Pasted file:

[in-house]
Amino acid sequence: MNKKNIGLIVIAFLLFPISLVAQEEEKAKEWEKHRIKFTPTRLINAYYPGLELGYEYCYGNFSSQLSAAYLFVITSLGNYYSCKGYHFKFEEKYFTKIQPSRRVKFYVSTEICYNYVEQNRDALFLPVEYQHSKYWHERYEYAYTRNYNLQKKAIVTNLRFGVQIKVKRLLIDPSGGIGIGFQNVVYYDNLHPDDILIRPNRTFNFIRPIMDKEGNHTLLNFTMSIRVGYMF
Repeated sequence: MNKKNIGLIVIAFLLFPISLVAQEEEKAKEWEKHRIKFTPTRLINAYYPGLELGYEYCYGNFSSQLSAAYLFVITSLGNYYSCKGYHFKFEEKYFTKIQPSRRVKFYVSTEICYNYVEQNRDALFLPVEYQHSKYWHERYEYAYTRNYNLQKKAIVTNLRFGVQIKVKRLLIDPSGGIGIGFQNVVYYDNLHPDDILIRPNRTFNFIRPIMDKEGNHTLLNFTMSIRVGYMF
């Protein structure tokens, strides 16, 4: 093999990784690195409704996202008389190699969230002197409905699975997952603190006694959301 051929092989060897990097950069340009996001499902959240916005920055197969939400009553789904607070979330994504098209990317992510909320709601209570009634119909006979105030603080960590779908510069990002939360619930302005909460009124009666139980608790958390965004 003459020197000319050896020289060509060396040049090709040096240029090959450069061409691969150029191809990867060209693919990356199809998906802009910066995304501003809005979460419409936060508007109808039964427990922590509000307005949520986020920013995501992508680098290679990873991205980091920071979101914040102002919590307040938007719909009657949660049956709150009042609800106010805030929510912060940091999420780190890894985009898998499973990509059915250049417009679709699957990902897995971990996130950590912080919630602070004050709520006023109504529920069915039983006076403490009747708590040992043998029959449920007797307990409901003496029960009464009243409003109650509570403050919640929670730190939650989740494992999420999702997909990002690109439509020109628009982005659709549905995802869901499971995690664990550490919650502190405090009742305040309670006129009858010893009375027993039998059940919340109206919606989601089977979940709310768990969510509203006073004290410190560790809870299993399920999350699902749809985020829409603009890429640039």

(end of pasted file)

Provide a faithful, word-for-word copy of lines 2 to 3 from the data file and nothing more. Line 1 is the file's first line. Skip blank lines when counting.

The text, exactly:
Amino acid sequence: MNKKNIGLIVIAFLLFPISLVAQEEEKAKEWEKHRIKFTPTRLINAYYPGLELGYEYCYGNFSSQLSAAYLFVITSLGNYYSCKGYHFKFEEKYFTKIQPSRRVKFYVSTEICYNYVEQNRDALFLPVEYQHSKYWHERYEYAYTRNYNLQKKAIVTNLRFGVQIKVKRLLIDPSGGIGIGFQNVVYYDNLHPDDILIRPNRTFNFIRPIMDKEGNHTLLNFTMSIRVGYMF
Repeated sequence: MNKKNIGLIVIAFLLFPISLVAQEEEKAKEWEKHRIKFTPTRLINAYYPGLELGYEYCYGNFSSQLSAAYLFVITSLGNYYSCKGYHFKFEEKYFTKIQPSRRVKFYVSTEICYNYVEQNRDALFLPVEYQHSKYWHERYEYAYTRNYNLQKKAIVTNLRFGVQIKVKRLLIDPSGGIGIGFQNVVYYDNLHPDDILIRPNRTFNFIRPIMDKEGNHTLLNFTMSIRVGYMF